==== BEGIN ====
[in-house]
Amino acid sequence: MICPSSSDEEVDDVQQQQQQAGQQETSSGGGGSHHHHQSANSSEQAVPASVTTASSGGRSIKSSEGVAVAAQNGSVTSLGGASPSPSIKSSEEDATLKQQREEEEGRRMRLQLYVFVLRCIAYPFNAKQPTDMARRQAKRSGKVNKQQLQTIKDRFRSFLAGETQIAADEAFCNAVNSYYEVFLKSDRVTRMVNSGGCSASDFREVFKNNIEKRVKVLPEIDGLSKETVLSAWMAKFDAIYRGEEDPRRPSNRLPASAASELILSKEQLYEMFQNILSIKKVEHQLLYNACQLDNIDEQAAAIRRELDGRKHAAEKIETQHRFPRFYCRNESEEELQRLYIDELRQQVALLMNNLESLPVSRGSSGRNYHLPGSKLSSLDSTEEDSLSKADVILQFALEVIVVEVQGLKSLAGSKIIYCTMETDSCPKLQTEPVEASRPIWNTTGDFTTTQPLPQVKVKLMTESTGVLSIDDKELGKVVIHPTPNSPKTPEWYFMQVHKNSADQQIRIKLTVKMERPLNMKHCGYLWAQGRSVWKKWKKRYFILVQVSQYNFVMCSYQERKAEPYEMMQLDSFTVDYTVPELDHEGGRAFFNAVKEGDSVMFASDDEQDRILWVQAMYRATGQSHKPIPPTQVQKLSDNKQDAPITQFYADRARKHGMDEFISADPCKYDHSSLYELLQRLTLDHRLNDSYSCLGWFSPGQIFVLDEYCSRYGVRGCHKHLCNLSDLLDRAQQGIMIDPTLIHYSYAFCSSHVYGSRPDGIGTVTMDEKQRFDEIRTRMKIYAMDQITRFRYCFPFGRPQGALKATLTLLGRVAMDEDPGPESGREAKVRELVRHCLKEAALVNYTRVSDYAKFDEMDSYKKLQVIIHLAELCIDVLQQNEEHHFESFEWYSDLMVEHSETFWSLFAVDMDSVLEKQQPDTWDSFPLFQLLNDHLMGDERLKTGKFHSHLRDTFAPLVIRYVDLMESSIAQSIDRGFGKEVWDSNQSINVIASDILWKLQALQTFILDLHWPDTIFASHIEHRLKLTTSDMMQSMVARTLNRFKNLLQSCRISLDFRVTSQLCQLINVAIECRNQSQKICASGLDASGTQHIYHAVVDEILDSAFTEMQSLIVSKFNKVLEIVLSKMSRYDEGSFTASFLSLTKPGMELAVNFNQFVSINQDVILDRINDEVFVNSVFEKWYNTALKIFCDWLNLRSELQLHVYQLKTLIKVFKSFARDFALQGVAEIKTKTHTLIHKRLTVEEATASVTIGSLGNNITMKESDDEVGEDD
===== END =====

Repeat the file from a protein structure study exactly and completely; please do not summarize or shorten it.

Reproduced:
[in-house]
Amino acid sequence: MICPSSSDEEVDDVQQQQQQAGQQETSSGGGGSHHHHQSANSSEQAVPASVTTASSGGRSIKSSEGVAVAAQNGSVTSLGGASPSPSIKSSEEDATLKQQREEEEGRRMRLQLYVFVLRCIAYPFNAKQPTDMARRQAKRSGKVNKQQLQTIKDRFRSFLAGETQIAADEAFCNAVNSYYEVFLKSDRVTRMVNSGGCSASDFREVFKNNIEKRVKVLPEIDGLSKETVLSAWMAKFDAIYRGEEDPRRPSNRLPASAASELILSKEQLYEMFQNILSIKKVEHQLLYNACQLDNIDEQAAAIRRELDGRKHAAEKIETQHRFPRFYCRNESEEELQRLYIDELRQQVALLMNNLESLPVSRGSSGRNYHLPGSKLSSLDSTEEDSLSKADVILQFALEVIVVEVQGLKSLAGSKIIYCTMETDSCPKLQTEPVEASRPIWNTTGDFTTTQPLPQVKVKLMTESTGVLSIDDKELGKVVIHPTPNSPKTPEWYFMQVHKNSADQQIRIKLTVKMERPLNMKHCGYLWAQGRSVWKKWKKRYFILVQVSQYNFVMCSYQERKAEPYEMMQLDSFTVDYTVPELDHEGGRAFFNAVKEGDSVMFASDDEQDRILWVQAMYRATGQSHKPIPPTQVQKLSDNKQDAPITQFYADRARKHGMDEFISADPCKYDHSSLYELLQRLTLDHRLNDSYSCLGWFSPGQIFVLDEYCSRYGVRGCHKHLCNLSDLLDRAQQGIMIDPTLIHYSYAFCSSHVYGSRPDGIGTVTMDEKQRFDEIRTRMKIYAMDQITRFRYCFPFGRPQGALKATLTLLGRVAMDEDPGPESGREAKVRELVRHCLKEAALVNYTRVSDYAKFDEMDSYKKLQVIIHLAELCIDVLQQNEEHHFESFEWYSDLMVEHSETFWSLFAVDMDSVLEKQQPDTWDSFPLFQLLNDHLMGDERLKTGKFHSHLRDTFAPLVIRYVDLMESSIAQSIDRGFGKEVWDSNQSINVIASDILWKLQALQTFILDLHWPDTIFASHIEHRLKLTTSDMMQSMVARTLNRFKNLLQSCRISLDFRVTSQLCQLINVAIECRNQSQKICASGLDASGTQHIYHAVVDEILDSAFTEMQSLIVSKFNKVLEIVLSKMSRYDEGSFTASFLSLTKPGMELAVNFNQFVSINQDVILDRINDEVFVNSVFEKWYNTALKIFCDWLNLRSELQLHVYQLKTLIKVFKSFARDFALQGVAEIKTKTHTLIHKRLTVEEATASVTIGSLGNNITMKESDDEVGEDD